The text messaging was relentless. There was a photo of a foam trucker hat that had a taco over the embroidered words “El Taco Loco” and a link. There was pic of a black T-shirt with the words “Tacos & Trails & Texas & TROT.” And many more like that. They were all sent in May by my wife, Jessie, from her volunteer position at the Possum’s Revenge Trail Race, an annual run hosted by Trail Racing Over Texas—the TROT on the shirt—on the banks of Possum Kingdom Lake, in Graford. Jessie was trying to persuade me to sign up for TROT’s El Taco Loco, a taco-themed trail race that took place this past weekend at San Antonio’s Land Heritage Institute.
Her ploy worked—after all, they were serving tacos at the end of the race. But I did it on my terms. I would not be doing the 100k, 50k, 25k, or 10k routes. I would do the shortest one—5k—and I wasn’t going to train for it. In fact, I wasn’t going to run at all. As a staunch believer in the wonders and benefits of hiking, I would hike the 3.1 miles—trekking poles, boots, and all. And I would get a story out out of it—I imagined a silly, straightforward first-person narrative about being dead set on coming in last in a race in the woods with bad tacos.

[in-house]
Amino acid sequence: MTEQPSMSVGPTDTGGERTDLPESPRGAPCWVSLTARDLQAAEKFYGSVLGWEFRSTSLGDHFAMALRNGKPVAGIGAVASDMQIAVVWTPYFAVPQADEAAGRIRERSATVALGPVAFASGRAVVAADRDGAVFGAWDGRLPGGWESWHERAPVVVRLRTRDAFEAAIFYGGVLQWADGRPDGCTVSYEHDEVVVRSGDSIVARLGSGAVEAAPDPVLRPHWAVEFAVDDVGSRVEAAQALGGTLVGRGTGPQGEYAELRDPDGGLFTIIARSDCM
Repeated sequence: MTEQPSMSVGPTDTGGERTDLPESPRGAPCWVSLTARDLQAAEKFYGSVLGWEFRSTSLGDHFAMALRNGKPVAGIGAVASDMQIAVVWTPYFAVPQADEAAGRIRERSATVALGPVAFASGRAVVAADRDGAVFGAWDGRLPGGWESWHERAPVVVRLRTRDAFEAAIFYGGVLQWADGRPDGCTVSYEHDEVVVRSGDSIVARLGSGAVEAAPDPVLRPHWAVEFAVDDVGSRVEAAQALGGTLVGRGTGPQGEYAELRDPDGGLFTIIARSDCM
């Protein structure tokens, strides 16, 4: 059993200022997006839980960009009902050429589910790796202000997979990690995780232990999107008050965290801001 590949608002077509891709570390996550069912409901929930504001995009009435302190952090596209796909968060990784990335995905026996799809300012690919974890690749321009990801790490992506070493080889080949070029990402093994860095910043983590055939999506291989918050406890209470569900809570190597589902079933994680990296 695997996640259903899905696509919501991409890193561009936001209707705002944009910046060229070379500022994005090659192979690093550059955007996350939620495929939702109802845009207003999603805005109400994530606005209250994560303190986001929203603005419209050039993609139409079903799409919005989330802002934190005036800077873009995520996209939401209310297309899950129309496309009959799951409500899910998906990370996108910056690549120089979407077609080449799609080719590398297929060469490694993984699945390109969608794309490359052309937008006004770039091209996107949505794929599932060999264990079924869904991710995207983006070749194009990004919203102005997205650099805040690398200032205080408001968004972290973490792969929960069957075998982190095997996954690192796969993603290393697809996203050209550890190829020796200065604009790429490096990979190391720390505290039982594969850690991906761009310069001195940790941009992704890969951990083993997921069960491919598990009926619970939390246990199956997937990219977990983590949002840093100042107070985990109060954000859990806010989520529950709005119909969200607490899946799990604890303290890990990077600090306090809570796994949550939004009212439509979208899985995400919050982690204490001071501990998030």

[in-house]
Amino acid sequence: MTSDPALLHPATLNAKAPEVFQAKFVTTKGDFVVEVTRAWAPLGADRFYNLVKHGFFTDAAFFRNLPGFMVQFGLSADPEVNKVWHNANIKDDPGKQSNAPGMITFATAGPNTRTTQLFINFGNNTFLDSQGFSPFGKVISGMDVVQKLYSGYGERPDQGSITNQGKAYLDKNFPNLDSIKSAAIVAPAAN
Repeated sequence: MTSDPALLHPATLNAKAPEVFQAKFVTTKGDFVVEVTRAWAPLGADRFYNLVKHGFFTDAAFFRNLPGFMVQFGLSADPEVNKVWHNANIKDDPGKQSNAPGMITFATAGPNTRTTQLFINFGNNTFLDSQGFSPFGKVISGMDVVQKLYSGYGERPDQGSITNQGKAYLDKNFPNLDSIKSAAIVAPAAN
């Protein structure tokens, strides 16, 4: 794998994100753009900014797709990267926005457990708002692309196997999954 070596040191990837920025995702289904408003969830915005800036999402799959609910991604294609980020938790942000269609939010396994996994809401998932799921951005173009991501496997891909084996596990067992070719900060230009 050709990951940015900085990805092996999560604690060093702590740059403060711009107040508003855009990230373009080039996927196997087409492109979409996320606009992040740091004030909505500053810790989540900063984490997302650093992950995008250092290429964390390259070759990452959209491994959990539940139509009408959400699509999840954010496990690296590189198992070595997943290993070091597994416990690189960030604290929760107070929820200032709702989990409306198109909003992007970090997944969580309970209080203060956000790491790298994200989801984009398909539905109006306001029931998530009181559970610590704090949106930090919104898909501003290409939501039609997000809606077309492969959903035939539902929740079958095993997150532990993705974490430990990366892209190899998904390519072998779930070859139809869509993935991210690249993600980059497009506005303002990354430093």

But this is more of a meditation on self-discovery, one that’s as winding as the Land Heritage Institute’s 20-mile trail system over meadows and along the Medina River. Going in, I thought trail running was a sport for masochists who, after running long distances, love nothing more than to complain about how badly their big toe was bent and how that fall through the deep, muddy puddle left their leg bloody. “Trail running is about bragging rights,” I once declared.
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I was wrong. I was also right.